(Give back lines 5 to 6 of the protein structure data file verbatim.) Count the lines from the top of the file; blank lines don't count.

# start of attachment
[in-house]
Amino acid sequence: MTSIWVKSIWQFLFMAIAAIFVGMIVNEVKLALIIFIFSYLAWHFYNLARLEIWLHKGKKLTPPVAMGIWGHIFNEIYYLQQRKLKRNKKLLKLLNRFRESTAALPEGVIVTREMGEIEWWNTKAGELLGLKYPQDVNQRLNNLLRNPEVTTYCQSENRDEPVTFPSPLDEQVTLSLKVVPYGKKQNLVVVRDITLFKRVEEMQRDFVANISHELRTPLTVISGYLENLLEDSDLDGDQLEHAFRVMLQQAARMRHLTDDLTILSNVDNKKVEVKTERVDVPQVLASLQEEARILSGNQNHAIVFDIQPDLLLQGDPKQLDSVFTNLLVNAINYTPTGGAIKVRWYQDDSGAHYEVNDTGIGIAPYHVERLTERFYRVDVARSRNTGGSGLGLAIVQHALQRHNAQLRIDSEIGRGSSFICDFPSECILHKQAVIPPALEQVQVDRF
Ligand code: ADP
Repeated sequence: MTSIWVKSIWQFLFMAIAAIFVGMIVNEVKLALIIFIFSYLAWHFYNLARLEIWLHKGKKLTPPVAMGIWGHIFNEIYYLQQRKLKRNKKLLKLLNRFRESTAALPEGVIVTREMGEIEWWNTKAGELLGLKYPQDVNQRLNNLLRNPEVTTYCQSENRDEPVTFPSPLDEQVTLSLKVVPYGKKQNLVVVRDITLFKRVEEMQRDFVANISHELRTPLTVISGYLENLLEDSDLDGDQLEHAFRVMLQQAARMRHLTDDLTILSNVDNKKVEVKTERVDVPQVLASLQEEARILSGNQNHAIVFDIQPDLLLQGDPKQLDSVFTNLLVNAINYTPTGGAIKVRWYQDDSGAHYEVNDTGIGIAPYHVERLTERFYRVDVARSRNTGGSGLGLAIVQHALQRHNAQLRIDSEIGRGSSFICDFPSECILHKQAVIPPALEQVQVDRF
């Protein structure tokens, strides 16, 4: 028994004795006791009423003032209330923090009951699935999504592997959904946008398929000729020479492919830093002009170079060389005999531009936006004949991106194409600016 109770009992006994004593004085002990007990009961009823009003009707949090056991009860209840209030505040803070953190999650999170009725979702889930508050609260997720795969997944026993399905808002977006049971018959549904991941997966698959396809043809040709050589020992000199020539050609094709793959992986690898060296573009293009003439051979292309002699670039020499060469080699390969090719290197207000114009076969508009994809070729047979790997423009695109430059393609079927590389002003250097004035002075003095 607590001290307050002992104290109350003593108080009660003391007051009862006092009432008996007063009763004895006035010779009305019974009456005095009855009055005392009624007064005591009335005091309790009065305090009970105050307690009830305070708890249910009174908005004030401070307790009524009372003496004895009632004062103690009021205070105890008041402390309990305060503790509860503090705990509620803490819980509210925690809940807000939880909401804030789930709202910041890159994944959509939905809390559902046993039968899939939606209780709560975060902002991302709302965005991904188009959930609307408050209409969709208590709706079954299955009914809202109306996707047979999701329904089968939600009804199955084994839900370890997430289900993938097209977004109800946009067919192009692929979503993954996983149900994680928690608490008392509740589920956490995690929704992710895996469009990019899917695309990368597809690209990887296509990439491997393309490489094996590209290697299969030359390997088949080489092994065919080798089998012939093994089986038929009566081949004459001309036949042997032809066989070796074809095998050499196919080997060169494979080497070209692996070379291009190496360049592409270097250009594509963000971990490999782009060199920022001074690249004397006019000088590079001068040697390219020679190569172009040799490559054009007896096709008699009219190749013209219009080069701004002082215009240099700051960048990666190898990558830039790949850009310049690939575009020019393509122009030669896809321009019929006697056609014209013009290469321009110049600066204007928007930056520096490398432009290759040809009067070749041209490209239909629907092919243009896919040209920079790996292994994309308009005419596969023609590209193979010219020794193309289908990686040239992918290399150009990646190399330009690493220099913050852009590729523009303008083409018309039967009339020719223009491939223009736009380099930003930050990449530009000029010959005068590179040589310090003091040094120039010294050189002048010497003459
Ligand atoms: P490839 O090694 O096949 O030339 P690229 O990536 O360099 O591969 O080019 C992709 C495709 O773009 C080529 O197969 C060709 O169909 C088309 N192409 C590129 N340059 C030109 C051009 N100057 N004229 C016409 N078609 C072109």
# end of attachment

């Protein structure tokens, strides 16, 4: 028994004795006791009423003032209330923090009951699935999504592997959904946008398929000729020479492919830093002009170079060389005999531009936006004949991106194409600016 109770009992006994004593004085002990007990009961009823009003009707949090056991009860209840209030505040803070953190999650999170009725979702889930508050609260997720795969997944026993399905808002977006049971018959549904991941997966698959396809043809040709050589020992000199020539050609094709793959992986690898060296573009293009003439051979292309002699670039020499060469080699390969090719290197207000114009076969508009994809070729047979790997423009695109430059393609079927590389002003250097004035002075003095 607590001290307050002992104290109350003593108080009660003391007051009862006092009432008996007063009763004895006035010779009305019974009456005095009855009055005392009624007064005591009335005091309790009065305090009970105050307690009830305070708890249910009174908005004030401070307790009524009372003496004895009632004062103690009021205070105890008041402390309990305060503790509860503090705990509620803490819980509210925690809940807000939880909401804030789930709202910041890159994944959509939905809390559902046993039968899939939606209780709560975060902002991302709302965005991904188009959930609307408050209409969709208590709706079954299955009914809202109306996707047979999701329904089968939600009804199955084994839900370890997430289900993938097209977004109800946009067919192009692929979503993954996983149900994680928690608490008392509740589920956490995690929704992710895996469009990019899917695309990368597809690209990887296509990439491997393309490489094996590209290697299969030359390997088949080489092994065919080798089998012939093994089986038929009566081949004459001309036949042997032809066989070796074809095998050499196919080997060169494979080497070209692996070379291009190496360049592409270097250009594509963000971990490999782009060199920022001074690249004397006019000088590079001068040697390219020679190569172009040799490559054009007896096709008699009219190749013209219009080069701004002082215009240099700051960048990666190898990558830039790949850009310049690939575009020019393509122009030669896809321009019929006697056609014209013009290469321009110049600066204007928007930056520096490398432009290759040809009067070749041209490209239909629907092919243009896919040209920079790996292994994309308009005419596969023609590209193979010219020794193309289908990686040239992918290399150009990646190399330009690493220099913050852009590729523009303008083409018309039967009339020719223009491939223009736009380099930003930050990449530009000029010959005068590179040589310090003091040094120039010294050189002048010497003459
Ligand atoms: P490839 O090694 O096949 O030339 P690229 O990536 O360099 O591969 O080019 C992709 C495709 O773009 C080529 O197969 C060709 O169909 C088309 N192409 C590129 N340059 C030109 C051009 N100057 N004229 C016409 N078609 C072109």